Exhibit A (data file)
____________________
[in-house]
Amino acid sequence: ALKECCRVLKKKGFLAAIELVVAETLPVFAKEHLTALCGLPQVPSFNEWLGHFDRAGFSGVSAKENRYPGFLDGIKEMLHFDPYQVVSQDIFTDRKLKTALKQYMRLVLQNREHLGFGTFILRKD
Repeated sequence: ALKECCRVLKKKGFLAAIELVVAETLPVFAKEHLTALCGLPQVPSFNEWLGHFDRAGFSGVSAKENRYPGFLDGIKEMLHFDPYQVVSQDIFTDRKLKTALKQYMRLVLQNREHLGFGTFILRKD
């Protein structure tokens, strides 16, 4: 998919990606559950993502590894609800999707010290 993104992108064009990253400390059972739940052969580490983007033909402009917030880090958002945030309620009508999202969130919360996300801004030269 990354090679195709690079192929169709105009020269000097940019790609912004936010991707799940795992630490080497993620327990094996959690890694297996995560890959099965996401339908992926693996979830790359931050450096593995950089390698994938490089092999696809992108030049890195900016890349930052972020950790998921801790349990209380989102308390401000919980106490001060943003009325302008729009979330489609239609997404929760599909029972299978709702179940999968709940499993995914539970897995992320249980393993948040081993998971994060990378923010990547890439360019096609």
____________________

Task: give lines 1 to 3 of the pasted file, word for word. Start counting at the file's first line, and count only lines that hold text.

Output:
[in-house]
Amino acid sequence: ALKECCRVLKKKGFLAAIELVVAETLPVFAKEHLTALCGLPQVPSFNEWLGHFDRAGFSGVSAKENRYPGFLDGIKEMLHFDPYQVVSQDIFTDRKLKTALKQYMRLVLQNREHLGFGTFILRKD
Repeated sequence: ALKECCRVLKKKGFLAAIELVVAETLPVFAKEHLTALCGLPQVPSFNEWLGHFDRAGFSGVSAKENRYPGFLDGIKEMLHFDPYQVVSQDIFTDRKLKTALKQYMRLVLQNREHLGFGTFILRKD